So no, Ottawa definitely does not have the best group of receivers in the East. So you probably want to know who I think does. I think it comes down to two teams, Hamilton and Montreal, and I am going to say the Als.

While I like Hamilton’s group, I like Montreal’s just a little bit more. Hamilton does not possess a one-two punch like Montreal does with S.J. Green and the recently acquired Fred Stamps. Green is a bona fide No. 1 receiver and it can be argued that he is the best receiver in the game. Would someone say the same of Luke Tasker, who is essentially Hamilton’s top pass catcher? Probably not.

Hamilton does have the best national receiver, Andy Fantuz, and while Montreal’s duo of Sam Giguère and Éric Deslauriers isn’t as good combined as Fantuz is singularly, they do provide better depth than what Hamilton has behind Fantuz.

So while I know I will probably take some crap for not picking Hamilton, I think it is pretty clear that Montreal’s group is, at least on paper, the best in the East.

Who are your picks for 2015 East and West MOPs?

Wow! It’s only February and people are already asking for predictions. Well, no time like the present to make a fool of one’s self. In the West, give me Bo Levi Mitchell and in the East, give me Ricky Ray.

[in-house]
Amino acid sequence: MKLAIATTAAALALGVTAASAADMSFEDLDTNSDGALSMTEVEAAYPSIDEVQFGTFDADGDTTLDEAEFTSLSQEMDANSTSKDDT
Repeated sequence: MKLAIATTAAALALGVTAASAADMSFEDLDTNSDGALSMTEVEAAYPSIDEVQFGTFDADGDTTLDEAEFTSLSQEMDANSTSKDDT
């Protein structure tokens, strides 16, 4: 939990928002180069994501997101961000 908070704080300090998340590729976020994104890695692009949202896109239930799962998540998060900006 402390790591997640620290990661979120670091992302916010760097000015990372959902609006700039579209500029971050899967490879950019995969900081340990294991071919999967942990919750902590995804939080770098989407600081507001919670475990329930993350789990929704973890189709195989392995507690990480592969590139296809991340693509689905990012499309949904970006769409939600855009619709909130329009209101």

Mitchell will have some stiff competition from within (teammate Jon Cornish) and from the outside (Mike Reilly). But I think that Mitchell is ready to ascend up the quarterback ladder and be placed amongst the very best in the game. Last year’s division finals featured a combined one playoff game started by the four starting quarterbacks (Mitchell, Reilly, Montreal’s Jonathan Crompton and Hamilton’s Zach Collaros), so the future is now for the young guns at the game’s most pivotal position. With that, Mitchell will continue to grow and add to his trophy case that already features a Grey Cup ring and Grey Cup MVP award.

In the East, until someone can knock him off his perch, Ricky Ray is the odds-on favourite to take home the MOP nom for the third consecutive year. Ray was far from stellar in either of the last two seasons (an injury-shortened 2013 and a decent, though unspectacular 2014), but had the benefit both years of their really being not much competition for the nomination. I can see the case being similar for this year. Collaros could be in the mix if he plays 15-18 games in 2015, but I don’t really see anyone from Ottawa or Montreal challenging Ray. So picking now, I’ll give the East to Ray.

Would it be beneficial to have a player onside (besides the punter) for all punts?

This is a tough one to answer. The benefits of doing so are tremendous if executed properly (as seen in Hamilton’s season-finale win over Montreal last year), but doing it every time you punt might be overkill.

Much like halfback options or wide receiver passes, I think plays like these need to be used as conservatively as possible. When the winds are swirling and gusting, I say go for it, but on a calm July day, maybe it is best to keep this one holstered for another time.